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Controlled Openness and Foreign Direct Investment

  • Aizenman, Joshua
  • Yi, Sang-Seung

The paper investigates why a developing country may adopt a partial reform. A country is considered where the ruling elite (referred to as state capital) prevents the entry of foreign capital, and taxes the private sector before reform. A higher productivity of foreign capital always increases the attractiveness of a partial reform under which state capital can control the inflow of foreign capital, but can reduce the attractiveness of a full reform under which the entry of foreign capital is unregulated. Hence, state capital's control over foreign capital may be a necessary condition for the reform to take place at all. Copyright 1998 by Blackwell Publishing Ltd

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Article provided by Wiley Blackwell in its journal Review of Development Economics.

Volume (Year): 2 (1998)
Issue (Month): 1 (February)
Pages: 1-10

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Handle: RePEc:bla:rdevec:v:2:y:1998:i:1:p:1-10
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References listed on IDEAS
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  1. Dani Rodrik, 1992. "The Rush to Free Trade in the Developing World: Why So Late? Why Now? Will it Last?," NBER Working Papers 3947, National Bureau of Economic Research, Inc.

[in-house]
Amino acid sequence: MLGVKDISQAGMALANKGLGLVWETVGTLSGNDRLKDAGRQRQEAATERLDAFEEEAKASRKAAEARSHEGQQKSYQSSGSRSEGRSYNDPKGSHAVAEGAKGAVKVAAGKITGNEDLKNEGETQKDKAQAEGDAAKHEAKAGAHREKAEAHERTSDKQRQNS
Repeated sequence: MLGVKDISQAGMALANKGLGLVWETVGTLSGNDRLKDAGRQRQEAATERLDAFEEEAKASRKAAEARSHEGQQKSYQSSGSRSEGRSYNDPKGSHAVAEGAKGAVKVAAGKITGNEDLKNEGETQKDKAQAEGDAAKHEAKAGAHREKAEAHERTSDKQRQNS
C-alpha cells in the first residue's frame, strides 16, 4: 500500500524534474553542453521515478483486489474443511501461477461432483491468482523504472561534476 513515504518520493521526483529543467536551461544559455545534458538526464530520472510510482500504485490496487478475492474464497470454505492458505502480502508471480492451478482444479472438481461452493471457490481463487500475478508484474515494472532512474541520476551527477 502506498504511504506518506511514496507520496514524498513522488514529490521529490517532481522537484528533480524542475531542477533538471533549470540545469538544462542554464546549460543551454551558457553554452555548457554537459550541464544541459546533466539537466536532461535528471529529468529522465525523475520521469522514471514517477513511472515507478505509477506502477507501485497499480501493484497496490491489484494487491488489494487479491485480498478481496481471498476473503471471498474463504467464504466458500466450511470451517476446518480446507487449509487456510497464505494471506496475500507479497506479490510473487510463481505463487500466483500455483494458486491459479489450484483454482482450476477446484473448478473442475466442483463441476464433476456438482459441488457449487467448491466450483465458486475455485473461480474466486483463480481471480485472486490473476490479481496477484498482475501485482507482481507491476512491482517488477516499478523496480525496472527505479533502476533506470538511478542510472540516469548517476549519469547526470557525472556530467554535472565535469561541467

2. Romer, Paul, 1994. "New goods, old theory, and the welfare costs of trade restrictions," Journal of Development Economics, Elsevier, vol. 43(1), pages 5-38, February.
  3. Hillman, Arye L, 1982. "Declining Industries and Political-Support Protectionist Motives," American Economic Review, American Economic Association, vol. 72(5), pages 1180-87, December.
  4. Dani Rodrik, 1996. "Understanding Economic Policy Reform," Journal of Economic Literature, American Economic Association, vol. 34(1), pages 9-41, March.
  5. Jefferson, Gary H & Rawski, Thomas G & Yuxin, Zheng, 1992. "Growth, Efficiency, and Convergence in China's State and Collective Industry," Economic Development and Cultural Change, University of Chicago Press, vol. 40(2), pages 239-66, January.
  6. Alesina, Alberto & Drazen, Allan, 1991. "Why Are Stabilizations Delayed?," American Economic Review, American Economic Association, vol. 81(5), pages 1170-88, December.
  7. Feldman, David H & Gang, Ira N, 1996. "Revenue Motives and Trade Liberalization," Review of International Economics, Wiley Blackwell, vol. 4(3), pages 276-81, October.
  8. Shang-Jin Wei, 1997. "Gradualism versus Big Bang: Speed and Sustainability of Reforms," Canadian Journal of Economics, Canadian Economics Association, vol. 30(4), pages 1234-47, November.
  9. Gelb, Alan & Jefferson, Gary & Singh, Inderjit, 1993. "Can Communist economies transform incrementally? China's experience," Policy Research Working Paper Series 1189, The World Bank.
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